Executives, board members, the press, and investors regularly look at total returns to shareholders (TRS) as an important metric of value creation. Yet TRS, like any performance metric, is instructive only when users understand its components. Actual corporate performance, for example, is only part of the mix, as TRS is also heavily influenced by changes in investors’ expectations of future performance. Sophisticated managers know that a failure to grasp how the various components work together can generate unrealistic expectations among companies or their investors and even steer companies to pursue more growth or take on more risk—without any value creation.
A better way to understand TRS
Sadly, most traditional ways of understanding TRS are flawed. Many of them, for example, define TRS as the sum of the percentage change in earnings plus the percentage change in market expectations—as measured by the price-earnings ratio (P/E)—plus the dividend yield. This simplistically connects TRS with changes in earnings, as if all forms of earnings growth created value equally. Not so. Earnings growth creates more value when it is rooted in activities that generate high returns on capital—such as the discovery of new customer segments for a company’s products—than in activities with low returns on capital, such as many acquisitions when the goodwill paid is taken into account.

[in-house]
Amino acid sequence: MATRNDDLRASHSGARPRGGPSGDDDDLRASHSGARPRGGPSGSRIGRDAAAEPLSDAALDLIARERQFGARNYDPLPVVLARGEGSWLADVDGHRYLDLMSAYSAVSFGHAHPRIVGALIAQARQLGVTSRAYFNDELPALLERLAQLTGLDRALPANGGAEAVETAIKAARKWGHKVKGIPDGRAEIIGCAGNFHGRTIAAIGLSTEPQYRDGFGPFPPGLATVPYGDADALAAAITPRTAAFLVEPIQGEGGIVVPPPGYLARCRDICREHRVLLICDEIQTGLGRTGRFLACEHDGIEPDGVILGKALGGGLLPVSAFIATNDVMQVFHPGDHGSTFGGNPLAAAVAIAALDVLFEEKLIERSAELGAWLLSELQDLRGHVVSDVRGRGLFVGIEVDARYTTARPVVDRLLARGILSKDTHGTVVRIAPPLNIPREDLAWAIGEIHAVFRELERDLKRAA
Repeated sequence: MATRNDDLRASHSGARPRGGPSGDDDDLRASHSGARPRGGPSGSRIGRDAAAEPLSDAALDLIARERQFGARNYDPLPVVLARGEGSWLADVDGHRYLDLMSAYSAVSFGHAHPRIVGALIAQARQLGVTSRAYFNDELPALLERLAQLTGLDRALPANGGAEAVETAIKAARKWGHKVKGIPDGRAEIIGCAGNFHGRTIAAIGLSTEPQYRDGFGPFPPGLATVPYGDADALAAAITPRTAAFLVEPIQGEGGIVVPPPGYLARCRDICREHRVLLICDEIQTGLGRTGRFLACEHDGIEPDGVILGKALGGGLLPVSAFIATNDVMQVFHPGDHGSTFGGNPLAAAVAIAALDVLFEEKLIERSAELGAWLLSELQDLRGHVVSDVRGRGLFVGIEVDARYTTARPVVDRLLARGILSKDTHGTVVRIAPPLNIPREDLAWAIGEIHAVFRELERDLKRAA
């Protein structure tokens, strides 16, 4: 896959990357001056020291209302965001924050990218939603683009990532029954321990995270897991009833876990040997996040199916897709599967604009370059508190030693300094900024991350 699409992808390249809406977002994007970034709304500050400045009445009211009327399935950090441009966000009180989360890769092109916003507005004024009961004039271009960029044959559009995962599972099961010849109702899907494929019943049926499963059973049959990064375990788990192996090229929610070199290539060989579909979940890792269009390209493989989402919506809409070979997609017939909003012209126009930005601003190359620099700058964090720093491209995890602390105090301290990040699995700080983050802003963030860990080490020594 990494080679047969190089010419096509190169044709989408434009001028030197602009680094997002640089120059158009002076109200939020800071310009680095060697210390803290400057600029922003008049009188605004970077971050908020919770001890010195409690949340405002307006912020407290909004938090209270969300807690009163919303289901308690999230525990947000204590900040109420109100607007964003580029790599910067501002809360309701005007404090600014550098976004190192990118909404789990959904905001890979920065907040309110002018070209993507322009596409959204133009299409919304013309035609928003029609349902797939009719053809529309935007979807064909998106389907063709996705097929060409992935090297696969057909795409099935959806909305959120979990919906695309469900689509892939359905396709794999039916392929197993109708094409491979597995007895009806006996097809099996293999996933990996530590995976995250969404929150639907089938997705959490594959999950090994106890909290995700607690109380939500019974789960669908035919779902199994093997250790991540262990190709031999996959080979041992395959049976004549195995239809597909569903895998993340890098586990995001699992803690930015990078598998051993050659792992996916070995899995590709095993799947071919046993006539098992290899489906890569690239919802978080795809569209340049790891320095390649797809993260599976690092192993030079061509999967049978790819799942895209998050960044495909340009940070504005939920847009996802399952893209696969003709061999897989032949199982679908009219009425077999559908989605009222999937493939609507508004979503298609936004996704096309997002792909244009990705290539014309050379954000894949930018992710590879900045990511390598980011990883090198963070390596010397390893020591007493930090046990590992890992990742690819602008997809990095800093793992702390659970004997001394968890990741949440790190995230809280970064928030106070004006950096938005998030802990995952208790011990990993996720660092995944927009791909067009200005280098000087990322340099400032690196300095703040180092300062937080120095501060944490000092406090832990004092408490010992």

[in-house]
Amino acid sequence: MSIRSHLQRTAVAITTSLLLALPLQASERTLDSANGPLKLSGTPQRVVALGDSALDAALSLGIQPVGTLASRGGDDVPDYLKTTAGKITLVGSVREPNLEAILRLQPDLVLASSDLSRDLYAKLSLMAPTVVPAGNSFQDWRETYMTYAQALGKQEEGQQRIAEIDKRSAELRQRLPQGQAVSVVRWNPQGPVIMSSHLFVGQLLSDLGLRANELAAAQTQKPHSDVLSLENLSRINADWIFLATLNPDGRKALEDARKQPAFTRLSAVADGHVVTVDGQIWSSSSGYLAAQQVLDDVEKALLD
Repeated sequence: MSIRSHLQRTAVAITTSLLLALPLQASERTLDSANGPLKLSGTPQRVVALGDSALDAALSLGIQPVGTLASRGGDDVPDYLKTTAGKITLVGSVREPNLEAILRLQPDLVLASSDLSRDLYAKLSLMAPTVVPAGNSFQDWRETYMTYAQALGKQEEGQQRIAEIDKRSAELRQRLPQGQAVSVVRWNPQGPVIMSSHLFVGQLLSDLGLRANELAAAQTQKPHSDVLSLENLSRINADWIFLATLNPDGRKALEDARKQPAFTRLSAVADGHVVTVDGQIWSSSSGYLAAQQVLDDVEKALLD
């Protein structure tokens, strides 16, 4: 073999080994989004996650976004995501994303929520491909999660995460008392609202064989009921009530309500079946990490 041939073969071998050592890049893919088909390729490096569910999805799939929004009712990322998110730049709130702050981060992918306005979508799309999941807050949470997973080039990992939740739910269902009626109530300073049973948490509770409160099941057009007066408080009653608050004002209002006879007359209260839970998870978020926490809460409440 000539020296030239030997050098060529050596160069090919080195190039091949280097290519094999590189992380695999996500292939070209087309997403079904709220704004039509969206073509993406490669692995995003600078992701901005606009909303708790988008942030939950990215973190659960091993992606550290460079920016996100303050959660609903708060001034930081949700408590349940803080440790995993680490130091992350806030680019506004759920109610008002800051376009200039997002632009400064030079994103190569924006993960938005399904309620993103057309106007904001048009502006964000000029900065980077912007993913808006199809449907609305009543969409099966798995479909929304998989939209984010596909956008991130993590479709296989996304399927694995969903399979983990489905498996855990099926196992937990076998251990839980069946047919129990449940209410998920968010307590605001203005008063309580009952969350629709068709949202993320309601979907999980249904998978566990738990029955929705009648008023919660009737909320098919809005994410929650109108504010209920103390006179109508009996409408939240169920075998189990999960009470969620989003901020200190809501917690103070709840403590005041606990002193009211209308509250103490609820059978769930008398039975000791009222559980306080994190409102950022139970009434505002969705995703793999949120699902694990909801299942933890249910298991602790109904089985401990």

Traditional approaches also err when they relate TRS to dividend payments. Dividends do not create value. For example, if a company pays a higher dividend today by taking on more debt, that simply means that future dividends must be lower. If a company pays a higher dividend by forgoing attractive investment opportunities, that also reduces future dividends. Finally, the usual approaches fail to account for the impact of financial leverage: two companies that created underlying value equally well could generate very different TRS, simply because of the difference in debt-equity ratio and the resulting differences in risk.
A better approach to understanding TRS breaks up the metric into four fundamental parts: a company’s operating performance, its stock market valuation at the beginning of the measurement period, changes in stock market expectations about its performance, and its financial leverage. The analysis can further divide a company’s operating performance into the value from revenue growth net of the capital required to grow, from margin improvements, and from improved capital productivity.